I’m sure you have seen photos, even movies, of deserted homes or ghost towns and how they become overgrown in a short time.
Yes, the people who have been holding back the overgrowth and the deterioration of the buildings have departed.
But then, that begs the question, why do we need to be constantly holding back change at all?
Why does change happen?
And why is that change usually unwanted?
Is that a matter of everything reverting back to a natural, uncontrolled form?
Is nothing permanent?
According to the Greek philosopher Plato, everything changes except the ‘real’ which is unchanging.
So what is ‘real’ then?
Which is the big philosophical question, to distinguish the ‘real’ from the ‘unreal’.
And is that why, when we move house, for example, things change and go wrong that we never expected to change or go wrong?
Are they the parts of our life that are not real, are impermanent, only held together by the item you decided to change?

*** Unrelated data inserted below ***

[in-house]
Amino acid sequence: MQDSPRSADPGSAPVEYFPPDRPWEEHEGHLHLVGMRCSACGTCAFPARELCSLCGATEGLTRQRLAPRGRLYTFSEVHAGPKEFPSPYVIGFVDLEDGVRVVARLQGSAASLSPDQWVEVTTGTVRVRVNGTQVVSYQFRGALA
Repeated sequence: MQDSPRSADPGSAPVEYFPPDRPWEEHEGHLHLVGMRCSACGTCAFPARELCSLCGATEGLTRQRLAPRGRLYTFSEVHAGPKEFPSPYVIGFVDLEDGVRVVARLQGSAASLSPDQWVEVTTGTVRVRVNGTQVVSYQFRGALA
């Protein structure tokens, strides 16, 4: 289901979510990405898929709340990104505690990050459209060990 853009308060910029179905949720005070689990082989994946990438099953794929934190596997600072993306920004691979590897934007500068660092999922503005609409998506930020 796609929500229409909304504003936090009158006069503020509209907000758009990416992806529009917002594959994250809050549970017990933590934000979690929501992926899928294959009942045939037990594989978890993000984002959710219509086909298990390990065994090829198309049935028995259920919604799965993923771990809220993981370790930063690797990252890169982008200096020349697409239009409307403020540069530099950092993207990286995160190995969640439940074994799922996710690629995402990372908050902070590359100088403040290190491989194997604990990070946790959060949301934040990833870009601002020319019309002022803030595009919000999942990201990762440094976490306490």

Is everything in our lives being held in place by everything else?
Except for whatever is ‘real’.
So what is ‘real’?
What exactly is permanent?
George Harrison wrote that ‘All Things Must Pass’.
The Buddha said that “With our thoughts we make the world”.
Okay then, does that mean that everything in our lives is held together with our mind?
Except, that is, whatever in our lives, our thoughts, is ‘real’.
But they’re not likely to be physical objects.
So is karma real (Newton’s Third Law of Motion)?
Is entropy real (the Second Law of Thermodynamics), the idea that everything eventually falls apart?
How ironic that the very answer to the question of why things change is that things change (entropy).
It’s a Law of Physics.
And is the way to deal with the surprises of change the Buddhist idea of non-attachment?
That nothing is permanent?
What do you think?
PS. Read about my book ‘What They Didn’t Tell Us About Life’ here.
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